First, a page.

Relative Terms

Relative Terms — 

How often have fellow believers described themselves as conservative or liberal Christians? What exactly are they conserving or liberalizing? Some will say that they are conserving the Christianity of their forefathers. To honor our forefathers is good. However, what if their Christianity was just different in some ways to that taught by Jesus? Would they then be more liberal or more conservative than Jesus? Some want to conserve so-called family values or a national way of life. What if that way of life or those family values are different than what Jesus taught? Would they then be more liberal or conservative than Jesus? In John 15:26 it says that a mission of the Holy Spirit is to testify about Jesus. Are terms like liberal or conservative used relative to this world's values or to the ultimate benchmark, what Jesus taught?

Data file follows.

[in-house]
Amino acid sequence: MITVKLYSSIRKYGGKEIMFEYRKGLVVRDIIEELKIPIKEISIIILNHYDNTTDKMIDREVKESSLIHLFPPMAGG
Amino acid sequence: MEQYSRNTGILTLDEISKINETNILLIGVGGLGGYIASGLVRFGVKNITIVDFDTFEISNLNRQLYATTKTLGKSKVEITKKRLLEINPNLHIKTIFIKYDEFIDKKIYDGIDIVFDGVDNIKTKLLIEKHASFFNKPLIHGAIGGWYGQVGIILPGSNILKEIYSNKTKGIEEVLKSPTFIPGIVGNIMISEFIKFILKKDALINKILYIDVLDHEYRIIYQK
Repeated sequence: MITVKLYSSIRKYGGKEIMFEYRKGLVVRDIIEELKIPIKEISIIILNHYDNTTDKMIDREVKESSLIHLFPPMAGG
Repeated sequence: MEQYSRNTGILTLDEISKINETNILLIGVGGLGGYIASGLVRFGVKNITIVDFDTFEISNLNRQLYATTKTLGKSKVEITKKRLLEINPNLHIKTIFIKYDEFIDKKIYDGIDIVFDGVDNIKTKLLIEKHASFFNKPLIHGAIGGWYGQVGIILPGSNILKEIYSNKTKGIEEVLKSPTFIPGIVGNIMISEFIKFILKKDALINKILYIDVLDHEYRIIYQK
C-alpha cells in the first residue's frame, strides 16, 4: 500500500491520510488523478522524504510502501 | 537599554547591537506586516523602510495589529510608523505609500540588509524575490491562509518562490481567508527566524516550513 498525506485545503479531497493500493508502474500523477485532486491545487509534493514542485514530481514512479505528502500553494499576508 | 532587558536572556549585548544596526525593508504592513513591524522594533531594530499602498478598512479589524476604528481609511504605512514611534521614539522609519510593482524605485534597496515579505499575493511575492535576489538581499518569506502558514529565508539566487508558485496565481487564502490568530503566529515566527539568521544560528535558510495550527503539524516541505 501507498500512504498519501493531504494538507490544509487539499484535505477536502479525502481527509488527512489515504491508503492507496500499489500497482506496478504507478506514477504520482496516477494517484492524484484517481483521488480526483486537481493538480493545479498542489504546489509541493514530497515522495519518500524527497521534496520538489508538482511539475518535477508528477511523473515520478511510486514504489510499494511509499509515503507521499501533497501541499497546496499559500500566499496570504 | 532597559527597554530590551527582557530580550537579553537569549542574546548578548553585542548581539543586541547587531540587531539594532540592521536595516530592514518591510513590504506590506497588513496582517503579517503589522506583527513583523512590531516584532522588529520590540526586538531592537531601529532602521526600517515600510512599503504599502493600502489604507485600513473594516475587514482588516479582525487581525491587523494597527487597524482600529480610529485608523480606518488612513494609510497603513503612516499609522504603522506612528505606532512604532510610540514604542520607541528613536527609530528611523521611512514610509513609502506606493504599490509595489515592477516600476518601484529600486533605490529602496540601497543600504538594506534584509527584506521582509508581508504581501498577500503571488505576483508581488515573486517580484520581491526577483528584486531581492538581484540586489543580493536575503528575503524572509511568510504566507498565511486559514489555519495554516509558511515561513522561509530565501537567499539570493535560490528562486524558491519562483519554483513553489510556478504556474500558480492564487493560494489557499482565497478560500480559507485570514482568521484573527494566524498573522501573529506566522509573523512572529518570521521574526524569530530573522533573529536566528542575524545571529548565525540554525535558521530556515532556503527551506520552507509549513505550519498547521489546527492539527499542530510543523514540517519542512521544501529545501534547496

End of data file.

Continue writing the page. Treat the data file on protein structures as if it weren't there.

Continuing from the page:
Christian Clutter

Christian Clutter — 

In John 15:26 we read that a mission of the Holy Spirit is to testify about Jesus. That is how the Church's slate began, with a simple Christianity, a testimony about Jesus. However, given the proclivity of people, things were added over time. The slate became crowded with traditions and ideas as people became enamored with their own opinions of these most important events in the history of the world. The higher the position of an individual, the greater ability he had to impose his ideas upon others. Over time the traditions and teachings which resulted began to crowd out the simplicity of Christ. Beside the teachings of Jesus were a whole host of ceremonies and do's and don'ts created by mere men. The challenge is and always has been to put the teachings of Christ in their rightful place.

Miserable Comforters

Miserable Comforters —